Dr Melissa Blanco Borelli

Personal profile

Melissa Blanco Borelli is Reader in Dance and Performance in the Drama, Theatre & Dance Department. She joined the faculty in 2013 to start the first joint honours programme in Drama and Dance. Prior to this appointment she was in the Dance department at University of Surrey. She has a BA in International Relations and Music (double major) from Brown University, an MA in Communications from the Annenberg School at University of Southern California, and received her PhD in Dance History and Theory (now Critical Dance Studies) from University of California, Riverside. 

She is the editor of The Oxford Handbook of Dance and the Popular Screen (OUP, 2014) and  She Is Cuba: A Genealogy of the Mulata Body (OUP, 2015) which won the 2016 De la Torre Bueno Prize for best book in Dance Studies by the Society of Dance History Scholars (now known as The Dance Studies Association). Other publications include chapters in Black Performance Theory (Duke University Press, 2014), Zizek and Performance (Palgrave, 2014), The Oxford Handbook of Screendance (OUP, 2016), The Oxford Handbook of Dance and Competition (OUP, 2018), and journal articles in International Journal of Screendance, and Women & Performance. She co-edited a special issue of the International Journal of Screendance on race and nation in screendance. Her co-edited special issue on the popular as political for Conversations Across the Field of Dance Studies is due Autumn 2018.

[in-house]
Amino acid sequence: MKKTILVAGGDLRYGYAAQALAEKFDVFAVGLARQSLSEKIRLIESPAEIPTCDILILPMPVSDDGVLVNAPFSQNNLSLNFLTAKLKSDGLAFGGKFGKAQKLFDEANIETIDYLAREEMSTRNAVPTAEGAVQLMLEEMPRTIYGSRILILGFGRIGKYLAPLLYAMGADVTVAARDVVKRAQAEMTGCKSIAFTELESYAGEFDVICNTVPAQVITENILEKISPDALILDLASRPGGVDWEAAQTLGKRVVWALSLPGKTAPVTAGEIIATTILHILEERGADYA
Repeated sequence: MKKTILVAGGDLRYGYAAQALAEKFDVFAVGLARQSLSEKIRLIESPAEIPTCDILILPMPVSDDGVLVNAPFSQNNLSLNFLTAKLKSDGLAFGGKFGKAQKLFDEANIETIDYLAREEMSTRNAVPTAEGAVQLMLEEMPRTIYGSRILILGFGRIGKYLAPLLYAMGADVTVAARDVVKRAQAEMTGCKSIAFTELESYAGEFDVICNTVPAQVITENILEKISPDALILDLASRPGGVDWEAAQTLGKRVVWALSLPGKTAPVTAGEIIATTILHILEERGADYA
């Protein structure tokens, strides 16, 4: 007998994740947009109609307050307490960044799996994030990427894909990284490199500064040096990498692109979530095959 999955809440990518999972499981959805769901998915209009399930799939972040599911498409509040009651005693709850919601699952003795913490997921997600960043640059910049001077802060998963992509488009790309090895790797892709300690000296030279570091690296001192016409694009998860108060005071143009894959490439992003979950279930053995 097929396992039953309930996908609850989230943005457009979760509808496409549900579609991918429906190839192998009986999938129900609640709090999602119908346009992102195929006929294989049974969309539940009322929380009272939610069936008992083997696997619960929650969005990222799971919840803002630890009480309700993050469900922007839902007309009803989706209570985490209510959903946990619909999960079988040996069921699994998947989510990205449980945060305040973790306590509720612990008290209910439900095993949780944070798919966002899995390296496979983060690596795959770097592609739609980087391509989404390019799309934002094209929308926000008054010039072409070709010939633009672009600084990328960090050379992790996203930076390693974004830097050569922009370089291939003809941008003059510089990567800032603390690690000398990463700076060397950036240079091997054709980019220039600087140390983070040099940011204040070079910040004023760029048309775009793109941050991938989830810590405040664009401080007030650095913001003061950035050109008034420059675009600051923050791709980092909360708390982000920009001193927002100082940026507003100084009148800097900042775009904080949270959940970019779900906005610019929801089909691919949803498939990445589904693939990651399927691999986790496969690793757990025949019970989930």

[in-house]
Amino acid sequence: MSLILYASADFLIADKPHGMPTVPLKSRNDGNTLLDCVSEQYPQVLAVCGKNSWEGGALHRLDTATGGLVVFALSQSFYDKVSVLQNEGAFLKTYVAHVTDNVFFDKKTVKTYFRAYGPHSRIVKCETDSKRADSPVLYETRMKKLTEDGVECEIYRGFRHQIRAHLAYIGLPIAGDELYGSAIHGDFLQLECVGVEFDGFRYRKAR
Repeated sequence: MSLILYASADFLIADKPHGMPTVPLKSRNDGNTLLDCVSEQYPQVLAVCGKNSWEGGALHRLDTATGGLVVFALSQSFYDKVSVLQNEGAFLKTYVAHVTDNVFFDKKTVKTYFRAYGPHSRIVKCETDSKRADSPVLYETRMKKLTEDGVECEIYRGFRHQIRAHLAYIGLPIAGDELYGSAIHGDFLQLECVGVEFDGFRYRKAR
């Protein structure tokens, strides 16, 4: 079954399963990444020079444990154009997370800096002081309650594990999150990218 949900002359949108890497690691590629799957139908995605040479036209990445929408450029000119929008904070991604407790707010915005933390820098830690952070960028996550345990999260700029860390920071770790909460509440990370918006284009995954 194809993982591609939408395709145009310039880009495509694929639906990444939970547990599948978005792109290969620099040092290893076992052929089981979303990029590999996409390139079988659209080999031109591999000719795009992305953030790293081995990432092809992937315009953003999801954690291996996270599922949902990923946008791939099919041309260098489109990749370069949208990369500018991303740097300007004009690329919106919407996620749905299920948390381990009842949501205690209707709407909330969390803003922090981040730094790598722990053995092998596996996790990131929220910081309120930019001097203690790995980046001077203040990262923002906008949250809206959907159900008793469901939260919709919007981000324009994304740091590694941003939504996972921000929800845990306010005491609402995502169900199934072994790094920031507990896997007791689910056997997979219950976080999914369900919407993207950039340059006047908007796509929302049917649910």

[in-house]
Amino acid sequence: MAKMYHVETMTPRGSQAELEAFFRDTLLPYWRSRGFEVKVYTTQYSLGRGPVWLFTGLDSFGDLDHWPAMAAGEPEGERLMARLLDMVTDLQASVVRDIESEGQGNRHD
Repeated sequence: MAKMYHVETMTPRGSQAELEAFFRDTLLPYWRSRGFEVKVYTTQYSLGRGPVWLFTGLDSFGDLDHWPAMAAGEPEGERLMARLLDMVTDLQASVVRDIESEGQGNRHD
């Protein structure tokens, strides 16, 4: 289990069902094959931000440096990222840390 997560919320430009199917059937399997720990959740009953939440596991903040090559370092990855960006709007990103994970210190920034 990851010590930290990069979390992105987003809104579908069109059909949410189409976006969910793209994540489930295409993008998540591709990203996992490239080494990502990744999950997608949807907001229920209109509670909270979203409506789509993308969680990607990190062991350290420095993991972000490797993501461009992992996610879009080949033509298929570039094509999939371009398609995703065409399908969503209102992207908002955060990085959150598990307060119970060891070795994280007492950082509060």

She was a featured presenter in the Extraordinary Women: Josephine Baker documentary, has worked with the Orchestra of the Age of Enlightenment in their collaborations with choreographer Henri Oguike, and has led writing workshops on critical writing with Sanjoy Roy (dance critic at The Guardian). 

She served on the Executive Board of the Society of Dance History Scholars and currently serves on the Society for Dance Research. She is also a member of  PoP Moves, an international organisation which examines performances of popular dance in its many iterations globally. Currently, she is also editor of Conversations Across the Field of Dance Studies.

Her research interests and specialisms include: blackness in Latin America (Colombia, Cuba); Latin American popular dance; popular dance on screen; media and film; black performance theory; performance ethnography; feminist historiography; auto-ethnography; embodied identity politics (particularly race, gender and sexuality); dance theatre devising/choreography; and performative writing.

Current research includes a new monograph on embodied aesthetics and politics in film, dance, performance art and sound projects by Afro-Latinx artists working primarily in Europe; and an AHRC/Newton Fund/Colciencias grant to co-create a digital archive with rural black communities affected by the Colombian paramilitary conflict. 

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